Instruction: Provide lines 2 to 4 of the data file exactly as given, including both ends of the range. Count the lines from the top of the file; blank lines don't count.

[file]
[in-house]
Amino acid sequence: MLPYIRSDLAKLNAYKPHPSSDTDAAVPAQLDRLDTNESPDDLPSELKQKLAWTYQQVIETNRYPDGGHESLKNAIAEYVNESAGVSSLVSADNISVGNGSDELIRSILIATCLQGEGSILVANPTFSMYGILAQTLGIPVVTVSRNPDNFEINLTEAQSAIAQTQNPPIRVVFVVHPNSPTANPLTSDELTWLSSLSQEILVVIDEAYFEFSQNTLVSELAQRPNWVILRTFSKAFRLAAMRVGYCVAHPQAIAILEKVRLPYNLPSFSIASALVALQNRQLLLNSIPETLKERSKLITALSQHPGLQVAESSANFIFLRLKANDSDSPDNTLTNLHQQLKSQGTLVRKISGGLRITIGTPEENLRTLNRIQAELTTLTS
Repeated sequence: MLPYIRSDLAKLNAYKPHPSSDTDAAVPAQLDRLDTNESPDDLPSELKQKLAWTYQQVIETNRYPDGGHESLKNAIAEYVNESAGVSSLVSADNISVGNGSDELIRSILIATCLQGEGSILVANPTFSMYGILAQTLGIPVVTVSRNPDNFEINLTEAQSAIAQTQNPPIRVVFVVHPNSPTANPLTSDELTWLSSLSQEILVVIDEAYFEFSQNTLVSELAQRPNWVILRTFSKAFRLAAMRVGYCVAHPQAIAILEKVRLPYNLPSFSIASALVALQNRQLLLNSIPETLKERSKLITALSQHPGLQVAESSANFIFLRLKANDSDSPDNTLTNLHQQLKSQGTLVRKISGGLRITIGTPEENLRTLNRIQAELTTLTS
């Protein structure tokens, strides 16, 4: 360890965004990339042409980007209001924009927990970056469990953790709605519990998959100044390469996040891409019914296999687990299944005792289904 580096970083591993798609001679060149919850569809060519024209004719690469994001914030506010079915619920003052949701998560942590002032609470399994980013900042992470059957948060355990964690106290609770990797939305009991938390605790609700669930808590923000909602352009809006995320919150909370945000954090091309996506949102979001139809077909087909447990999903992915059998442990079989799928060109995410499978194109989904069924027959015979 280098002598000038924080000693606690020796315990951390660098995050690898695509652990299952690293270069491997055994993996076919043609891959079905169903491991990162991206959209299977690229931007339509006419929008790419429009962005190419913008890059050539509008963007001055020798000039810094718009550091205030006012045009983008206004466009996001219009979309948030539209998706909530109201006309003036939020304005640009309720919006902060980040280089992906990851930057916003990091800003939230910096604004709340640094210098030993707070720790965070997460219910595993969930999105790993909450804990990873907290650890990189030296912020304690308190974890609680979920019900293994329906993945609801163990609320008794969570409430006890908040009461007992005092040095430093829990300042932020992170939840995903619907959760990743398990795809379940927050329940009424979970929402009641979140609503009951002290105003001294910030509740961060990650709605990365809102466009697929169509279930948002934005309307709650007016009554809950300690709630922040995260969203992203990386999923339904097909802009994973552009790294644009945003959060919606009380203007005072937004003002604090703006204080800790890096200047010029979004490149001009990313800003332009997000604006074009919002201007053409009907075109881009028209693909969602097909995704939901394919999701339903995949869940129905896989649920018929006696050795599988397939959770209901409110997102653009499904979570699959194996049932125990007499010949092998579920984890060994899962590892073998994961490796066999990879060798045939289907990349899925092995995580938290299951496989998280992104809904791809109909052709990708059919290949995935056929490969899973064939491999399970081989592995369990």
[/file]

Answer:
Amino acid sequence: MLPYIRSDLAKLNAYKPHPSSDTDAAVPAQLDRLDTNESPDDLPSELKQKLAWTYQQVIETNRYPDGGHESLKNAIAEYVNESAGVSSLVSADNISVGNGSDELIRSILIATCLQGEGSILVANPTFSMYGILAQTLGIPVVTVSRNPDNFEINLTEAQSAIAQTQNPPIRVVFVVHPNSPTANPLTSDELTWLSSLSQEILVVIDEAYFEFSQNTLVSELAQRPNWVILRTFSKAFRLAAMRVGYCVAHPQAIAILEKVRLPYNLPSFSIASALVALQNRQLLLNSIPETLKERSKLITALSQHPGLQVAESSANFIFLRLKANDSDSPDNTLTNLHQQLKSQGTLVRKISGGLRITIGTPEENLRTLNRIQAELTTLTS
Repeated sequence: MLPYIRSDLAKLNAYKPHPSSDTDAAVPAQLDRLDTNESPDDLPSELKQKLAWTYQQVIETNRYPDGGHESLKNAIAEYVNESAGVSSLVSADNISVGNGSDELIRSILIATCLQGEGSILVANPTFSMYGILAQTLGIPVVTVSRNPDNFEINLTEAQSAIAQTQNPPIRVVFVVHPNSPTANPLTSDELTWLSSLSQEILVVIDEAYFEFSQNTLVSELAQRPNWVILRTFSKAFRLAAMRVGYCVAHPQAIAILEKVRLPYNLPSFSIASALVALQNRQLLLNSIPETLKERSKLITALSQHPGLQVAESSANFIFLRLKANDSDSPDNTLTNLHQQLKSQGTLVRKISGGLRITIGTPEENLRTLNRIQAELTTLTS
């Protein structure tokens, strides 16, 4: 360890965004990339042409980007209001924009927990970056469990953790709605519990998959100044390469996040891409019914296999687990299944005792289904 580096970083591993798609001679060149919850569809060519024209004719690469994001914030506010079915619920003052949701998560942590002032609470399994980013900042992470059957948060355990964690106290609770990797939305009991938390605790609700669930808590923000909602352009809006995320919150909370945000954090091309996506949102979001139809077909087909447990999903992915059998442990079989799928060109995410499978194109989904069924027959015979 280098002598000038924080000693606690020796315990951390660098995050690898695509652990299952690293270069491997055994993996076919043609891959079905169903491991990162991206959209299977690229931007339509006419929008790419429009962005190419913008890059050539509008963007001055020798000039810094718009550091205030006012045009983008206004466009996001219009979309948030539209998706909530109201006309003036939020304005640009309720919006902060980040280089992906990851930057916003990091800003939230910096604004709340640094210098030993707070720790965070997460219910595993969930999105790993909450804990990873907290650890990189030296912020304690308190974890609680979920019900293994329906993945609801163990609320008794969570409430006890908040009461007992005092040095430093829990300042932020992170939840995903619907959760990743398990795809379940927050329940009424979970929402009641979140609503009951002290105003001294910030509740961060990650709605990365809102466009697929169509279930948002934005309307709650007016009554809950300690709630922040995260969203992203990386999923339904097909802009994973552009790294644009945003959060919606009380203007005072937004003002604090703006204080800790890096200047010029979004490149001009990313800003332009997000604006074009919002201007053409009907075109881009028209693909969602097909995704939901394919999701339903995949869940129905896989649920018929006696050795599988397939959770209901409110997102653009499904979570699959194996049932125990007499010949092998579920984890060994899962590892073998994961490796066999990879060798045939289907990349899925092995995580938290299951496989998280992104809904791809109909052709990708059919290949995935056929490969899973064939491999399970081989592995369990």